WASHINGTON, April 6 (UPI) -- Sanctions on the Iranian energy sector are affecting gasoline prices and a sanctions opponent said it's unfair for U.S. leaders not to inform the public.
The United States and European Union have placed sanctions on the Iranian energy sector and its central bank to pressure Tehran to abandon its nuclear research program.
Lucian Pugliaresit, president of the Energy Policy Research Foundation, which has headquarters in Washington, told The Christian Science Monitor the sanctions mean about 300,000 barrels of Iranian oil exports are off the global market.
He estimates that shortage translated to a $10 increase in the price per barrel of crude oil, which means about a 25 cent increase in the price for a gallon of regular unleaded gasoline in the United States.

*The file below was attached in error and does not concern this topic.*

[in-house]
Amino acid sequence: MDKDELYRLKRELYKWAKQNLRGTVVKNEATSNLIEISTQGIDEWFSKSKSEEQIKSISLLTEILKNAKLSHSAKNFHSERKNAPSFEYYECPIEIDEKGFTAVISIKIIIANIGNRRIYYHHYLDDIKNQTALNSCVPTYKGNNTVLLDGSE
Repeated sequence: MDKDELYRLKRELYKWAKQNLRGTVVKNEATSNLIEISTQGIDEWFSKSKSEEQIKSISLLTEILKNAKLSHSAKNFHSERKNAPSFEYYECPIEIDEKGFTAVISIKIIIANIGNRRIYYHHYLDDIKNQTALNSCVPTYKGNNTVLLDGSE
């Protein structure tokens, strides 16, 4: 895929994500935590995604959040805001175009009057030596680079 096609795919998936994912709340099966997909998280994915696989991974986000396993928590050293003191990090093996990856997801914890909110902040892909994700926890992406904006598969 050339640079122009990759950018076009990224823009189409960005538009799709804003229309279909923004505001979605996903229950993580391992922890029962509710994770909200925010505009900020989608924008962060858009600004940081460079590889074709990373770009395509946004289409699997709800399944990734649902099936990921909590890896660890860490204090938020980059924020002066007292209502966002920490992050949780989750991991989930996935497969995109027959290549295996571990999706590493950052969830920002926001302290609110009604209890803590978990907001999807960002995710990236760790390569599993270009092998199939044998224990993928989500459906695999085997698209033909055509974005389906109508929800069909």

Gasoline prices in the United States moved close to a $4 per gallon average in recent weeks.
Bill Reinsch, president of sanctions opponent National Foreign Trade Council, told the Monitor it's unfair for political leaders not to relay that information the public.
"It's a legitimate argument to say the benefits of the aim of these sanctions, convincing Iran not to build nuclear weapons, outweigh the economic costs," he said. "What is not acceptable is to pretend there are no costs, or to ignore them."
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